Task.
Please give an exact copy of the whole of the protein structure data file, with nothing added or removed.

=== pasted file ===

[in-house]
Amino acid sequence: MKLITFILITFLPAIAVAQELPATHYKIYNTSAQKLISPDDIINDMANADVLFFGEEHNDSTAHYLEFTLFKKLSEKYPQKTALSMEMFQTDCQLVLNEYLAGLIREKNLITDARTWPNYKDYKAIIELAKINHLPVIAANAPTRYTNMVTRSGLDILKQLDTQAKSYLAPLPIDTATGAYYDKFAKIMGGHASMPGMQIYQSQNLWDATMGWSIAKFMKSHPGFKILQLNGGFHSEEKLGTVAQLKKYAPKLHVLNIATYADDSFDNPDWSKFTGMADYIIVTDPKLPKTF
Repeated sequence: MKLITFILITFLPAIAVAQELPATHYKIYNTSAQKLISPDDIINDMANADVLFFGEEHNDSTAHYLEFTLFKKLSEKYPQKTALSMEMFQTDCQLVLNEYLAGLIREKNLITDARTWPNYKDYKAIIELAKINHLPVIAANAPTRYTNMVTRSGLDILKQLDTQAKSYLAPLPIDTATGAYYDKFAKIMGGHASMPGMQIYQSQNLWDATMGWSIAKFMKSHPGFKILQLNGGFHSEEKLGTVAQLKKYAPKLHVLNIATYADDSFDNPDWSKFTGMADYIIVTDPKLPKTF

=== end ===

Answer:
[in-house]
Amino acid sequence: MKLITFILITFLPAIAVAQELPATHYKIYNTSAQKLISPDDIINDMANADVLFFGEEHNDSTAHYLEFTLFKKLSEKYPQKTALSMEMFQTDCQLVLNEYLAGLIREKNLITDARTWPNYKDYKAIIELAKINHLPVIAANAPTRYTNMVTRSGLDILKQLDTQAKSYLAPLPIDTATGAYYDKFAKIMGGHASMPGMQIYQSQNLWDATMGWSIAKFMKSHPGFKILQLNGGFHSEEKLGTVAQLKKYAPKLHVLNIATYADDSFDNPDWSKFTGMADYIIVTDPKLPKTF
Repeated sequence: MKLITFILITFLPAIAVAQELPATHYKIYNTSAQKLISPDDIINDMANADVLFFGEEHNDSTAHYLEFTLFKKLSEKYPQKTALSMEMFQTDCQLVLNEYLAGLIREKNLITDARTWPNYKDYKAIIELAKINHLPVIAANAPTRYTNMVTRSGLDILKQLDTQAKSYLAPLPIDTATGAYYDKFAKIMGGHASMPGMQIYQSQNLWDATMGWSIAKFMKSHPGFKILQLNGGFHSEEKLGTVAQLKKYAPKLHVLNIATYADDSFDNPDWSKFTGMADYIIVTDPKLPKTF